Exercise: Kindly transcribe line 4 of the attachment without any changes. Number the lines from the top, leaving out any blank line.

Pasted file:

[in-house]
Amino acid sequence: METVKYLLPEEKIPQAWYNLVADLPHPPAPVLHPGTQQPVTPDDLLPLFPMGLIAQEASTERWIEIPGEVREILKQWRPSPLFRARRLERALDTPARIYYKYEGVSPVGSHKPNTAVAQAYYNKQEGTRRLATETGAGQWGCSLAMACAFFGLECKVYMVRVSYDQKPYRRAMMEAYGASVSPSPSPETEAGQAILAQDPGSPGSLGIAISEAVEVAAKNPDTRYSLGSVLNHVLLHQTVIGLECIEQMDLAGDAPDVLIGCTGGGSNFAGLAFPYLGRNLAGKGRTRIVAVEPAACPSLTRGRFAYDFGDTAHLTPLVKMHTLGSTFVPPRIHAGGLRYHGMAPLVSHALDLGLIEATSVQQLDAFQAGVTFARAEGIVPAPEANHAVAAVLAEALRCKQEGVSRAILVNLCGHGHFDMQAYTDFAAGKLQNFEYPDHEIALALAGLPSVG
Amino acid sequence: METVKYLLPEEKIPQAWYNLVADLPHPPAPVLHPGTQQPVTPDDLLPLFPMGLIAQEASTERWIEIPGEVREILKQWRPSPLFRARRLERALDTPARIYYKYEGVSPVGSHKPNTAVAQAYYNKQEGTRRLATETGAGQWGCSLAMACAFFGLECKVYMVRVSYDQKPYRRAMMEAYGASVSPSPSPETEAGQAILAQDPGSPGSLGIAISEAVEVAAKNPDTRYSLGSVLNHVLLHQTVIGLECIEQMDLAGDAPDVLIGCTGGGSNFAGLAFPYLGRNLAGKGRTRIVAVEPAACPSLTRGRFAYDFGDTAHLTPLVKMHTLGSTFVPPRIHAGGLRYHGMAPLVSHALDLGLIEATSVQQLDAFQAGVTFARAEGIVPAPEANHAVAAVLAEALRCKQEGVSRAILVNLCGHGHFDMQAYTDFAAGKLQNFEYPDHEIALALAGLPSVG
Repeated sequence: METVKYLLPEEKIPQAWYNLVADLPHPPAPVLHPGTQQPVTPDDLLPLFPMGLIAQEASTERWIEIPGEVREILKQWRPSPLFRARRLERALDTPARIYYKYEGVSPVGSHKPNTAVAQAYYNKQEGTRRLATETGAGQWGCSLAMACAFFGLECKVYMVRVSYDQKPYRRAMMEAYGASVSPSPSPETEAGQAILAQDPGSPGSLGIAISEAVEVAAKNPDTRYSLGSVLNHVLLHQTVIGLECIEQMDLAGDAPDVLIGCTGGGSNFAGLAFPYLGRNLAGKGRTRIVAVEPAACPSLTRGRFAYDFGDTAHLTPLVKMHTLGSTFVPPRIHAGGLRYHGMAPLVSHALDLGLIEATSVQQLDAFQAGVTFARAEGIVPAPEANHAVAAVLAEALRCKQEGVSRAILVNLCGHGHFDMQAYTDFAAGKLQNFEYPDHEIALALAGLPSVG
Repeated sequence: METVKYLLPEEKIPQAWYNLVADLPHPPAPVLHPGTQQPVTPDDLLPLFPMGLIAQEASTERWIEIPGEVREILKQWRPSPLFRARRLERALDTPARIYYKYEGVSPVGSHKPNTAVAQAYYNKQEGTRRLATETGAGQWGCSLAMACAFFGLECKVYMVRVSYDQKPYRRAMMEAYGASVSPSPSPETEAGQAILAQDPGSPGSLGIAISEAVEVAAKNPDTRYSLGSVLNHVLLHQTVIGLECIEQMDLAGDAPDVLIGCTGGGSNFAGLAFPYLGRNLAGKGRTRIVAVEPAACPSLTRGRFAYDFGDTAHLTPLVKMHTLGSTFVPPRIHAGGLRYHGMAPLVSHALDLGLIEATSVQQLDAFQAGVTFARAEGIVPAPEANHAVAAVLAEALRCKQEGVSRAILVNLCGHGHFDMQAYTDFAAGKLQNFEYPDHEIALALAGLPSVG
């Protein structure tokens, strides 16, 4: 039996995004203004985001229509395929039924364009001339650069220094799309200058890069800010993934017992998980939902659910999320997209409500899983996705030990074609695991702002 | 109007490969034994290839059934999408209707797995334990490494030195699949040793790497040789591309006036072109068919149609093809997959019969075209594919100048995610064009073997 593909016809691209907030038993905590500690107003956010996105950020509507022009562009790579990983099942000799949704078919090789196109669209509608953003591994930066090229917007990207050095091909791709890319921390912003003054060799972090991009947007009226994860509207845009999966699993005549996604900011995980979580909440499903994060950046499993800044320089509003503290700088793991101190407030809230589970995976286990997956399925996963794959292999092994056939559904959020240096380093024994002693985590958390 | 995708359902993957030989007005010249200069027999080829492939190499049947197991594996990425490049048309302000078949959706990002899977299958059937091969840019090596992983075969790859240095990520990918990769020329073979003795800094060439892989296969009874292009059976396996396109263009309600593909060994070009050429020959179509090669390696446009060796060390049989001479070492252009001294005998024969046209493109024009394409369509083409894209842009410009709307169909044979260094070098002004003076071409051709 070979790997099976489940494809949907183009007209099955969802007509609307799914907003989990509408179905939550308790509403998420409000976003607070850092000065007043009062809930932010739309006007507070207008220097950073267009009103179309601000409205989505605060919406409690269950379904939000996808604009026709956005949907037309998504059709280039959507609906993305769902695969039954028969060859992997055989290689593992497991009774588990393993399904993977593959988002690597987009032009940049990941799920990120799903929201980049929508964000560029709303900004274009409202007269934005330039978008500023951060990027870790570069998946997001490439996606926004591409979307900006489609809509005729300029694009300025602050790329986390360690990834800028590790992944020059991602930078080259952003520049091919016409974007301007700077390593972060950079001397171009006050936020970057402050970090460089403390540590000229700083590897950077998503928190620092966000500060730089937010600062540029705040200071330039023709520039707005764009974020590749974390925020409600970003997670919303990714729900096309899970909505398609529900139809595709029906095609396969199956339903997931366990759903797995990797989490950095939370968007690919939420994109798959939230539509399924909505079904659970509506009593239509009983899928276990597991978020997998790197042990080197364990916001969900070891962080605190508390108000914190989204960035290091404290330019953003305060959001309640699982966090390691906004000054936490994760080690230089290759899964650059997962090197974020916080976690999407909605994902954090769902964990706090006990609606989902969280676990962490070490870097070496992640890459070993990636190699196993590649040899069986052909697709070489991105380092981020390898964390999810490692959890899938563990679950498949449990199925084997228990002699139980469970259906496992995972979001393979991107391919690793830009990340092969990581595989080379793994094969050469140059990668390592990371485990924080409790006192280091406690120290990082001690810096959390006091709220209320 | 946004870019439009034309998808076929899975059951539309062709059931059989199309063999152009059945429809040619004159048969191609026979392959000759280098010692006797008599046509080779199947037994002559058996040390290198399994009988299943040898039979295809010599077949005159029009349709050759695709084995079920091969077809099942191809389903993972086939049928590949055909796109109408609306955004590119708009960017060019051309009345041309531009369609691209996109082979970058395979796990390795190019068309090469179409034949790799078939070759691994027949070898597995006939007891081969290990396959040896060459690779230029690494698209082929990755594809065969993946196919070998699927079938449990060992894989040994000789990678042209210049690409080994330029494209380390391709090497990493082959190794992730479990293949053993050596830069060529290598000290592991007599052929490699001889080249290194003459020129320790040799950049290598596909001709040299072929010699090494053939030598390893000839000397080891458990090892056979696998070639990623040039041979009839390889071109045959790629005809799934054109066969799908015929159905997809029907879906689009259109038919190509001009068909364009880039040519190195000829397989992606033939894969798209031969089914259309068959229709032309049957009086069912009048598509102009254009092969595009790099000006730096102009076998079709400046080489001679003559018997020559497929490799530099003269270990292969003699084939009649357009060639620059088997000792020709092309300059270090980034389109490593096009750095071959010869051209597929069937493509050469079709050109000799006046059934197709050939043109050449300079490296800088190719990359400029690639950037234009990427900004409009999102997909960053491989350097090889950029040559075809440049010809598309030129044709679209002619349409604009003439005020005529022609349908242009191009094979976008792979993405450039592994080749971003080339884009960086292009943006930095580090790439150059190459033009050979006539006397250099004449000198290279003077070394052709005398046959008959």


Repeated sequence: METVKYLLPEEKIPQAWYNLVADLPHPPAPVLHPGTQQPVTPDDLLPLFPMGLIAQEASTERWIEIPGEVREILKQWRPSPLFRARRLERALDTPARIYYKYEGVSPVGSHKPNTAVAQAYYNKQEGTRRLATETGAGQWGCSLAMACAFFGLECKVYMVRVSYDQKPYRRAMMEAYGASVSPSPSPETEAGQAILAQDPGSPGSLGIAISEAVEVAAKNPDTRYSLGSVLNHVLLHQTVIGLECIEQMDLAGDAPDVLIGCTGGGSNFAGLAFPYLGRNLAGKGRTRIVAVEPAACPSLTRGRFAYDFGDTAHLTPLVKMHTLGSTFVPPRIHAGGLRYHGMAPLVSHALDLGLIEATSVQQLDAFQAGVTFARAEGIVPAPEANHAVAAVLAEALRCKQEGVSRAILVNLCGHGHFDMQAYTDFAAGKLQNFEYPDHEIALALAGLPSVG